Themes and Meanings

(Critical Guide to Poetry for Students)

Thematically, “beware: do not read this poem” is a complex case. It is about language, about art, about people, and about politics. Language and art are intimately bound to one another, and they are central aspects of culture. Culture, at least in part, makes people. The poem is therefore about how people are made by, and lost to (other), cultures. It is a protest against cultural dominance, and it works by concrete demonstration.

In the immediate sense, the poem’s theme is about how the poem itself affects, even creates its reader by involving the reader in the world created by the poem. That concept is an exhibition of the power of poetry, for poetry is an act of speech, showing that language, how one uses language, is vital to one’s existence. The poem also shows how a culture can swallow one up, denying one’s real existence. It rejects the idea of art as a simple mirror reflecting life; art is, rather, a living experience.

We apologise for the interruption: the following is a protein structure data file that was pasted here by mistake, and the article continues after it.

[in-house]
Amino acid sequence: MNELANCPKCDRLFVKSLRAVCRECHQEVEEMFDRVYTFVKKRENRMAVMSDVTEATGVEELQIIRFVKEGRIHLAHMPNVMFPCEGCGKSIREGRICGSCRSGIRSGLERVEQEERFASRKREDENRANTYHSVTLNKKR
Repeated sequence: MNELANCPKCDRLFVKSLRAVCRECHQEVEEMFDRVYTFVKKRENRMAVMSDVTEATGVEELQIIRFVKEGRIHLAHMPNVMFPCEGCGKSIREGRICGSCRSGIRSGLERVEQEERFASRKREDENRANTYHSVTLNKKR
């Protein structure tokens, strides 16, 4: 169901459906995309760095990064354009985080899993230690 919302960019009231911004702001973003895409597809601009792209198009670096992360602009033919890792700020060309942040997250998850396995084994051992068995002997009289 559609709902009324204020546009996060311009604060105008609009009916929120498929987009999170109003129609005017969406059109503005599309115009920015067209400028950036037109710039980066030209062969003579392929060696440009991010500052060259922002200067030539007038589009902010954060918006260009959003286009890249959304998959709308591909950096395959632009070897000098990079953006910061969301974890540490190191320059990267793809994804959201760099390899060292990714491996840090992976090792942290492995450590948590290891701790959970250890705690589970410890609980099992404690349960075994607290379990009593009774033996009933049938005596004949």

There are some generic conventions in the poem that may seem at first to be merely decorative or entertaining, but they actually represent essential elements of the theme. In the first section, the convention of the European folktale is derived from a literary, European tradition. This folktale is presented as the product of modern technology—a television plot—which makes it very European American, mechanical and hypnotizing in a negative way. Too, the tale, with its “ol woman,” essentially a witch, in...

(The entire section is 545 words.)